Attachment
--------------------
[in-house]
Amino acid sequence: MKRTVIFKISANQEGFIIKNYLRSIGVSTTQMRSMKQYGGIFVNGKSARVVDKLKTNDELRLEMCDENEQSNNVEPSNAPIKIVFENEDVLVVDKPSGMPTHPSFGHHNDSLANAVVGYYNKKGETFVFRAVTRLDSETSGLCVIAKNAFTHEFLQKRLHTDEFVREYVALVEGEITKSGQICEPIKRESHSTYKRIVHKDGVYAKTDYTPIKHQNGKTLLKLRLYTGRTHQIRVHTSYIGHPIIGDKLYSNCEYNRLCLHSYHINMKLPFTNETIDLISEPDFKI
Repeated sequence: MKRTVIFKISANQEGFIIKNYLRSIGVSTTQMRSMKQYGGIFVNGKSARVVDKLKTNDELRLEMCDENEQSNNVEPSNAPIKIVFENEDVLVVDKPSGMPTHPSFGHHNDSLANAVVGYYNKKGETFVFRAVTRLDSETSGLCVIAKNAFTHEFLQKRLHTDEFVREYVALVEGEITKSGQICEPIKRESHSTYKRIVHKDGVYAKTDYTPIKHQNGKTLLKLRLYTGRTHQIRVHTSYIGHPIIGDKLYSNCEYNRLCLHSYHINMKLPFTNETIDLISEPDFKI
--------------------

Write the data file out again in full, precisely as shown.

[in-house]
Amino acid sequence: MKRTVIFKISANQEGFIIKNYLRSIGVSTTQMRSMKQYGGIFVNGKSARVVDKLKTNDELRLEMCDENEQSNNVEPSNAPIKIVFENEDVLVVDKPSGMPTHPSFGHHNDSLANAVVGYYNKKGETFVFRAVTRLDSETSGLCVIAKNAFTHEFLQKRLHTDEFVREYVALVEGEITKSGQICEPIKRESHSTYKRIVHKDGVYAKTDYTPIKHQNGKTLLKLRLYTGRTHQIRVHTSYIGHPIIGDKLYSNCEYNRLCLHSYHINMKLPFTNETIDLISEPDFKI
Repeated sequence: MKRTVIFKISANQEGFIIKNYLRSIGVSTTQMRSMKQYGGIFVNGKSARVVDKLKTNDELRLEMCDENEQSNNVEPSNAPIKIVFENEDVLVVDKPSGMPTHPSFGHHNDSLANAVVGYYNKKGETFVFRAVTRLDSETSGLCVIAKNAFTHEFLQKRLHTDEFVREYVALVEGEITKSGQICEPIKRESHSTYKRIVHKDGVYAKTDYTPIKHQNGKTLLKLRLYTGRTHQIRVHTSYIGHPIIGDKLYSNCEYNRLCLHSYHINMKLPFTNETIDLISEPDFKI